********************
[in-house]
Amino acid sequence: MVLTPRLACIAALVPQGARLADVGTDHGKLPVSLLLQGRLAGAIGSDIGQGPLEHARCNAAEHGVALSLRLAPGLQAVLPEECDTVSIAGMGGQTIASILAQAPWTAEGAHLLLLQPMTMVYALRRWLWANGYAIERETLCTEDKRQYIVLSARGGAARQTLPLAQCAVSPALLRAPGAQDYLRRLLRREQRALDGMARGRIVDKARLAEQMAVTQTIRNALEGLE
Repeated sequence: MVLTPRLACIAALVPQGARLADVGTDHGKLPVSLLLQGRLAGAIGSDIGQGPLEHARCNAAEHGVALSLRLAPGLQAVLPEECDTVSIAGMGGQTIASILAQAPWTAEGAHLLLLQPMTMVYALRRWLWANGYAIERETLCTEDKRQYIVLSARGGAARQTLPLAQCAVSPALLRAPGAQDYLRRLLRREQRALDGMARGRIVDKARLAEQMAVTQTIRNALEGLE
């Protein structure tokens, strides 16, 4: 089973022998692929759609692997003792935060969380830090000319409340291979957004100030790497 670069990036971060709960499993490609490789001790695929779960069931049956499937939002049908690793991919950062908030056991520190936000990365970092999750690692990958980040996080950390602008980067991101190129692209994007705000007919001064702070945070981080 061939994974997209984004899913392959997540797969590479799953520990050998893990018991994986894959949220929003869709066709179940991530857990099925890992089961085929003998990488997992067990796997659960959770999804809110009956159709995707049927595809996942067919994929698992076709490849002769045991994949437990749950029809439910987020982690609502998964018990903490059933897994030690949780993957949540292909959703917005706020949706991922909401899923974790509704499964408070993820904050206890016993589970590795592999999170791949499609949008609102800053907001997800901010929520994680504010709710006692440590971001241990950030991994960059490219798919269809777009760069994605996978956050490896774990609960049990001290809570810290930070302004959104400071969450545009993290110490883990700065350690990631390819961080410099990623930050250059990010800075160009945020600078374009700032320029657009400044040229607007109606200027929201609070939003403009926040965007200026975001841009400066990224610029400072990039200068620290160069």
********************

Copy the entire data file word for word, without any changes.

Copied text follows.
[in-house]
Amino acid sequence: MVLTPRLACIAALVPQGARLADVGTDHGKLPVSLLLQGRLAGAIGSDIGQGPLEHARCNAAEHGVALSLRLAPGLQAVLPEECDTVSIAGMGGQTIASILAQAPWTAEGAHLLLLQPMTMVYALRRWLWANGYAIERETLCTEDKRQYIVLSARGGAARQTLPLAQCAVSPALLRAPGAQDYLRRLLRREQRALDGMARGRIVDKARLAEQMAVTQTIRNALEGLE
Repeated sequence: MVLTPRLACIAALVPQGARLADVGTDHGKLPVSLLLQGRLAGAIGSDIGQGPLEHARCNAAEHGVALSLRLAPGLQAVLPEECDTVSIAGMGGQTIASILAQAPWTAEGAHLLLLQPMTMVYALRRWLWANGYAIERETLCTEDKRQYIVLSARGGAARQTLPLAQCAVSPALLRAPGAQDYLRRLLRREQRALDGMARGRIVDKARLAEQMAVTQTIRNALEGLE
């Protein structure tokens, strides 16, 4: 089973022998692929759609692997003792935060969380830090000319409340291979957004100030790497 670069990036971060709960499993490609490789001790695929779960069931049956499937939002049908690793991919950062908030056991520190936000990365970092999750690692990958980040996080950390602008980067991101190129692209994007705000007919001064702070945070981080 061939994974997209984004899913392959997540797969590479799953520990050998893990018991994986894959949220929003869709066709179940991530857990099925890992089961085929003998990488997992067990796997659960959770999804809110009956159709995707049927595809996942067919994929698992076709490849002769045991994949437990749950029809439910987020982690609502998964018990903490059933897994030690949780993957949540292909959703917005706020949706991922909401899923974790509704499964408070993820904050206890016993589970590795592999999170791949499609949008609102800053907001997800901010929520994680504010709710006692440590971001241990950030991994960059490219798919269809777009760069994605996978956050490896774990609960049990001290809570810290930070302004959104400071969450545009993290110490883990700065350690990631390819961080410099990623930050250059990010800075160009945020600078374009700032320029657009400044040229607007109606200027929201609070939003403009926040965007200026975001841009400066990224610029400072990039200068620290160069």